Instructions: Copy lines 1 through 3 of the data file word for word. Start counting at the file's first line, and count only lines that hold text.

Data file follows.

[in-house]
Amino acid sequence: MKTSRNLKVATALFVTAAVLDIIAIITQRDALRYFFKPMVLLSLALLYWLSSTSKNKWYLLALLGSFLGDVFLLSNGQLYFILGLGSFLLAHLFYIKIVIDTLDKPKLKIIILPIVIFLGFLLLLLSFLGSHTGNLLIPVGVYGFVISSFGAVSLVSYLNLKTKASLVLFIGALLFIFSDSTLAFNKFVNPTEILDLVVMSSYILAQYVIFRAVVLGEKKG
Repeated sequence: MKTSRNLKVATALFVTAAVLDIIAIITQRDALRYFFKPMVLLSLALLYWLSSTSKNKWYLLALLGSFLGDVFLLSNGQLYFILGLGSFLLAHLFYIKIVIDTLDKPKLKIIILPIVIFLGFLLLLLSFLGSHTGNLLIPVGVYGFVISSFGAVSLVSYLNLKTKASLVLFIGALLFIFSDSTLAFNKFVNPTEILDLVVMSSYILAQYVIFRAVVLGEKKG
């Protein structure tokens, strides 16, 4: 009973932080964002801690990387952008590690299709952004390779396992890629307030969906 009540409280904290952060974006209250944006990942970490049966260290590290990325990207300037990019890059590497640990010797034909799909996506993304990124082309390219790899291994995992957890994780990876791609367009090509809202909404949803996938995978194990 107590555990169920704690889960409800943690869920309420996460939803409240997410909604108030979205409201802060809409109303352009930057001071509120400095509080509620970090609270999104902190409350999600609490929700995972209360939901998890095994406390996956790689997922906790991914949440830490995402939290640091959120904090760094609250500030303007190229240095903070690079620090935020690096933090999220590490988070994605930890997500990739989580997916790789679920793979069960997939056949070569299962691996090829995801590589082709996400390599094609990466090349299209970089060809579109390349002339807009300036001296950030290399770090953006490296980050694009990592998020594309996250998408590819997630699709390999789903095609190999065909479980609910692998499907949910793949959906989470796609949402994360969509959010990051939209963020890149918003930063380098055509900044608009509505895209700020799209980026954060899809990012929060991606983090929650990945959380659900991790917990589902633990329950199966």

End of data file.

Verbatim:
[in-house]
Amino acid sequence: MKTSRNLKVATALFVTAAVLDIIAIITQRDALRYFFKPMVLLSLALLYWLSSTSKNKWYLLALLGSFLGDVFLLSNGQLYFILGLGSFLLAHLFYIKIVIDTLDKPKLKIIILPIVIFLGFLLLLLSFLGSHTGNLLIPVGVYGFVISSFGAVSLVSYLNLKTKASLVLFIGALLFIFSDSTLAFNKFVNPTEILDLVVMSSYILAQYVIFRAVVLGEKKG
Repeated sequence: MKTSRNLKVATALFVTAAVLDIIAIITQRDALRYFFKPMVLLSLALLYWLSSTSKNKWYLLALLGSFLGDVFLLSNGQLYFILGLGSFLLAHLFYIKIVIDTLDKPKLKIIILPIVIFLGFLLLLLSFLGSHTGNLLIPVGVYGFVISSFGAVSLVSYLNLKTKASLVLFIGALLFIFSDSTLAFNKFVNPTEILDLVVMSSYILAQYVIFRAVVLGEKKG